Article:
We’ll see if Delhi gets its way, especially as gold is approaching its prime seasonal time. I noticed on Business Insider that JP Morgan expressed a similar thought: “Indian demand is quite seasonal related to events and festivals. While some might argue for less Indian buying due to tougher regulations and the weaker rupee making the metal more expensive, the WGC data suggests the opposite.”

Gold 24 Hour Composite

When I was on Bloomberg Radio and CNBC in August, the anchors were asking me about gold’s movements and if investors should follow the gold buying patterns of George Soros and John Paulson.

These hedge fund managers are making huge short-term bets, which is a very different strategy from what I’ve suggested. I have always advocated holding gold like insurance, with only a 5 to 10 percent weighting in gold and gold companies, and rebalancing annually.

Frank Holmes

Frank Holmes

Frank Holmes is chief executive officer and chief investment officer of U.S. Global Investors Inc. The company is a registered investment adviser that manages approximately $2.08 billion in 13 no-load mutual funds and for other advisory clients. A Toronto native, he bought a controlling interest in U.S. Global Investors in 1989, after an accomplished career in Canada's capital markets. His specialized knowledge gives him expertise in resource-based industries and money management. The Global Resources Fund was also Morningstar's top performer among all domestic stock funds in the five-year period ending Dec. 31, 2006.

Recent Articles

5 Min. Forecast
How to Profit On the Back of an “Activist Investor”

Dave Gonigam

Since the invention of the "shareholder rights plan" (i.e. the "poison pill"), most companies are relatively immune to hostile takeovers. But according to Dave Gonigam that could all change thanks to one activist investor. And if you're savvy enough, you may just be able to follow his lead for big gains. Read on...


Extra!
Why Americans Shouldn’t Worry About Income Inequality

Jim Mosquera

As the markets have continued to rally over the last several years, more and more people have touted the problem of "income inequality" in the US. But as Jim Mosquera explains, this perceived problem will likely sort itself out with the arrival of one specific market event. Read on...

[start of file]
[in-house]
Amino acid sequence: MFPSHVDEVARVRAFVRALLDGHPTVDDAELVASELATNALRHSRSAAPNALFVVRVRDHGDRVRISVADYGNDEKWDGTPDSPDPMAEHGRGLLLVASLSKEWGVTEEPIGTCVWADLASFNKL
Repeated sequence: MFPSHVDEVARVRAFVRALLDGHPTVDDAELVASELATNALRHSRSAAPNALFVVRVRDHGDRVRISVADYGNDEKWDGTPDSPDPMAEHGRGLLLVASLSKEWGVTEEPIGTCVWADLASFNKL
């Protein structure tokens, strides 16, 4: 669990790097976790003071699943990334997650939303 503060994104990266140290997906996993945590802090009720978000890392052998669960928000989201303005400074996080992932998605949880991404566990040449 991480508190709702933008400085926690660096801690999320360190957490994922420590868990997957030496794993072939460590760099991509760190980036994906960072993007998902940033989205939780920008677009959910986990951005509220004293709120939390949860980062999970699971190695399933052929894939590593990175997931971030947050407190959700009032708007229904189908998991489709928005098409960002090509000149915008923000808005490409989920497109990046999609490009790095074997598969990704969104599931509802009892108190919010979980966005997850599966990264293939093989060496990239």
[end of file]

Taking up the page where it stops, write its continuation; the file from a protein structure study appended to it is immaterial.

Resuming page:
One ETF to Play Asymmetric Warfare

Addison Wiggin

Almost one year ago, substation telephone cables were maliciously cut in San Jose, CA. In 20 minutes, 17 transformers were knocked out. A year on, similar threats have cropped up. Today, Addison Wiggin explains why these threats are so serious for the safety of the global economy... and shows you one way to play it...


What Small-Caps are Saying About the Current “Bubble”

Greg Guenthner

The big problem with declaring bubbles is that it really does you no good. Unless you're attempting to measure and time market moves, you're also blowing hot air. But if you keep watch for negative divergences, you have a much better shot at figuring out big market moves than the latest bubble-busters. Greg Guenthner explains...


A Simple Strategy for Investing in the US Energy Boom

Byron King

Too often investments are made in a vacuum. But as Byron King demonstrates, the global economic crash... easy money... and technological advancements are all interdependent. In particular, that connection has changed the investment calculus in the resource market. Read on to learn how...


How Gold Will Respond to Declining Discovery

Henry Bonner

Oil isn't the only resource to experience "peaks." Due to a major contraction in gold exploration over the past few years, the mining sector is no longer mining gold at its replacement rate. In other words, the amount of gold above ground is running out. And according to Henry Bonner, it will get worse before it gets better...